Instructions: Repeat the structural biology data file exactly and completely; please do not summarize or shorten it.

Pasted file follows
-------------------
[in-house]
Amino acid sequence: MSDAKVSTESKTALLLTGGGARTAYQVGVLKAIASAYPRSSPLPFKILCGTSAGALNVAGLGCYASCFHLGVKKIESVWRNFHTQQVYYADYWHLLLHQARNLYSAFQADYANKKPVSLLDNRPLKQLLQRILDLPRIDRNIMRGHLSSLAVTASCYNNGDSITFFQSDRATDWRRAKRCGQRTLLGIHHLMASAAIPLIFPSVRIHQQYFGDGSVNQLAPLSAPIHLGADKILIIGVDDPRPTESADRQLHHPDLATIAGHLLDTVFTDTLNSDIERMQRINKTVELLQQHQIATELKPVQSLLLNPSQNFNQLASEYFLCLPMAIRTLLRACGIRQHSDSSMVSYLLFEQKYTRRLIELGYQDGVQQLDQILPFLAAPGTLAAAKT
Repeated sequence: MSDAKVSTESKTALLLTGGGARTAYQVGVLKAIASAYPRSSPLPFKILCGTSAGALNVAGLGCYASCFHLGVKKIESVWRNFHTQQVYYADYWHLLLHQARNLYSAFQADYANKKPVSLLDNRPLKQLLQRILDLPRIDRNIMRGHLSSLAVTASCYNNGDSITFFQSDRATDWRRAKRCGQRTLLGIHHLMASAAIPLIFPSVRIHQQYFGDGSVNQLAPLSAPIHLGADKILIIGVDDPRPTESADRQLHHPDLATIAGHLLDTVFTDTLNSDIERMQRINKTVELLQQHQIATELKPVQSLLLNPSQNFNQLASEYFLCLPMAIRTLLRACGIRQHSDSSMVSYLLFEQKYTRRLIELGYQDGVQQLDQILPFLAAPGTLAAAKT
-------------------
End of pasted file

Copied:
[in-house]
Amino acid sequence: MSDAKVSTESKTALLLTGGGARTAYQVGVLKAIASAYPRSSPLPFKILCGTSAGALNVAGLGCYASCFHLGVKKIESVWRNFHTQQVYYADYWHLLLHQARNLYSAFQADYANKKPVSLLDNRPLKQLLQRILDLPRIDRNIMRGHLSSLAVTASCYNNGDSITFFQSDRATDWRRAKRCGQRTLLGIHHLMASAAIPLIFPSVRIHQQYFGDGSVNQLAPLSAPIHLGADKILIIGVDDPRPTESADRQLHHPDLATIAGHLLDTVFTDTLNSDIERMQRINKTVELLQQHQIATELKPVQSLLLNPSQNFNQLASEYFLCLPMAIRTLLRACGIRQHSDSSMVSYLLFEQKYTRRLIELGYQDGVQQLDQILPFLAAPGTLAAAKT
Repeated sequence: MSDAKVSTESKTALLLTGGGARTAYQVGVLKAIASAYPRSSPLPFKILCGTSAGALNVAGLGCYASCFHLGVKKIESVWRNFHTQQVYYADYWHLLLHQARNLYSAFQADYANKKPVSLLDNRPLKQLLQRILDLPRIDRNIMRGHLSSLAVTASCYNNGDSITFFQSDRATDWRRAKRCGQRTLLGIHHLMASAAIPLIFPSVRIHQQYFGDGSVNQLAPLSAPIHLGADKILIIGVDDPRPTESADRQLHHPDLATIAGHLLDTVFTDTLNSDIERMQRINKTVELLQQHQIATELKPVQSLLLNPSQNFNQLASEYFLCLPMAIRTLLRACGIRQHSDSSMVSYLLFEQKYTRRLIELGYQDGVQQLDQILPFLAAPGTLAAAKT